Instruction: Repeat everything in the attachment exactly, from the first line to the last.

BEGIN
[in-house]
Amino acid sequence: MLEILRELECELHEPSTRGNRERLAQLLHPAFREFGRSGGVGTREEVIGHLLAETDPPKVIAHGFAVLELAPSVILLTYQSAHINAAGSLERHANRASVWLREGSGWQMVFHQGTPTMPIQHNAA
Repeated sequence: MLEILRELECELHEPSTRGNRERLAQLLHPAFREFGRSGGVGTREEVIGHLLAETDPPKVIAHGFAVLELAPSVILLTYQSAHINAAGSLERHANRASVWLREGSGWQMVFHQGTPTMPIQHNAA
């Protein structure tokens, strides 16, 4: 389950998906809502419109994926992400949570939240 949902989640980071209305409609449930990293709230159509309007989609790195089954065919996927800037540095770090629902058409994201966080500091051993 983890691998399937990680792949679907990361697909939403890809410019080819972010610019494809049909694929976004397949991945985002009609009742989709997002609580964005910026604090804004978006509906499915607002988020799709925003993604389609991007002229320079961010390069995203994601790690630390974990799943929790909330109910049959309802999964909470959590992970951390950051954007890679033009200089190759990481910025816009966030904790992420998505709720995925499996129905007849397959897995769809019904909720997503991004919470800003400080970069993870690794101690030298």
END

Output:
[in-house]
Amino acid sequence: MLEILRELECELHEPSTRGNRERLAQLLHPAFREFGRSGGVGTREEVIGHLLAETDPPKVIAHGFAVLELAPSVILLTYQSAHINAAGSLERHANRASVWLREGSGWQMVFHQGTPTMPIQHNAA
Repeated sequence: MLEILRELECELHEPSTRGNRERLAQLLHPAFREFGRSGGVGTREEVIGHLLAETDPPKVIAHGFAVLELAPSVILLTYQSAHINAAGSLERHANRASVWLREGSGWQMVFHQGTPTMPIQHNAA
């Protein structure tokens, strides 16, 4: 389950998906809502419109994926992400949570939240 949902989640980071209305409609449930990293709230159509309007989609790195089954065919996927800037540095770090629902058409994201966080500091051993 983890691998399937990680792949679907990361697909939403890809410019080819972010610019494809049909694929976004397949991945985002009609009742989709997002609580964005910026604090804004978006509906499915607002988020799709925003993604389609991007002229320079961010390069995203994601790690630390974990799943929790909330109910049959309802999964909470959590992970951390950051954007890679033009200089190759990481910025816009966030904790992420998505709720995925499996129905007849397959897995769809019904909720997503991004919470800003400080970069993870690794101690030298």